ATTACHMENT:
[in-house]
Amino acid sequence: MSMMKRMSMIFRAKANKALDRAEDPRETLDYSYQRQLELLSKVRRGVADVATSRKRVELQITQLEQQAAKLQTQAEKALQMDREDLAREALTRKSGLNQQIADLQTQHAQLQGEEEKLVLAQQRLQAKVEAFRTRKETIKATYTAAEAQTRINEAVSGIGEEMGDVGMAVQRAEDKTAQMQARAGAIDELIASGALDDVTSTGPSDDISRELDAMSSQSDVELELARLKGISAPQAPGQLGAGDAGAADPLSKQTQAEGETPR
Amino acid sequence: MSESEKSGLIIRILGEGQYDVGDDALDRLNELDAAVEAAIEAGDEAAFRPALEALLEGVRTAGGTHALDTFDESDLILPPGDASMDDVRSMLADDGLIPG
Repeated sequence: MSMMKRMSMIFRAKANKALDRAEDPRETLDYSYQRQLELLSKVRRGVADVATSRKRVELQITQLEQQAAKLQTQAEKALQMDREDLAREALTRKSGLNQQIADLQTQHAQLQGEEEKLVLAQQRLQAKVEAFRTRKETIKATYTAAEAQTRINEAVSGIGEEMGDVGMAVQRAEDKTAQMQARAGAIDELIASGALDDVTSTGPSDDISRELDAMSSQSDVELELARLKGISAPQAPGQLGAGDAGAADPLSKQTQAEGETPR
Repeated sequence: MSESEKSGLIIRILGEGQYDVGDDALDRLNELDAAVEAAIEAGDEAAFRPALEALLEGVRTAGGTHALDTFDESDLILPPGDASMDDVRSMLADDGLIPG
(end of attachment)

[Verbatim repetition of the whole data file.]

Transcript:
[in-house]
Amino acid sequence: MSMMKRMSMIFRAKANKALDRAEDPRETLDYSYQRQLELLSKVRRGVADVATSRKRVELQITQLEQQAAKLQTQAEKALQMDREDLAREALTRKSGLNQQIADLQTQHAQLQGEEEKLVLAQQRLQAKVEAFRTRKETIKATYTAAEAQTRINEAVSGIGEEMGDVGMAVQRAEDKTAQMQARAGAIDELIASGALDDVTSTGPSDDISRELDAMSSQSDVELELARLKGISAPQAPGQLGAGDAGAADPLSKQTQAEGETPR
Amino acid sequence: MSESEKSGLIIRILGEGQYDVGDDALDRLNELDAAVEAAIEAGDEAAFRPALEALLEGVRTAGGTHALDTFDESDLILPPGDASMDDVRSMLADDGLIPG
Repeated sequence: MSMMKRMSMIFRAKANKALDRAEDPRETLDYSYQRQLELLSKVRRGVADVATSRKRVELQITQLEQQAAKLQTQAEKALQMDREDLAREALTRKSGLNQQIADLQTQHAQLQGEEEKLVLAQQRLQAKVEAFRTRKETIKATYTAAEAQTRINEAVSGIGEEMGDVGMAVQRAEDKTAQMQARAGAIDELIASGALDDVTSTGPSDDISRELDAMSSQSDVELELARLKGISAPQAPGQLGAGDAGAADPLSKQTQAEGETPR
Repeated sequence: MSESEKSGLIIRILGEGQYDVGDDALDRLNELDAAVEAAIEAGDEAAFRPALEALLEGVRTAGGTHALDTFDESDLILPPGDASMDDVRSMLADDGLIPG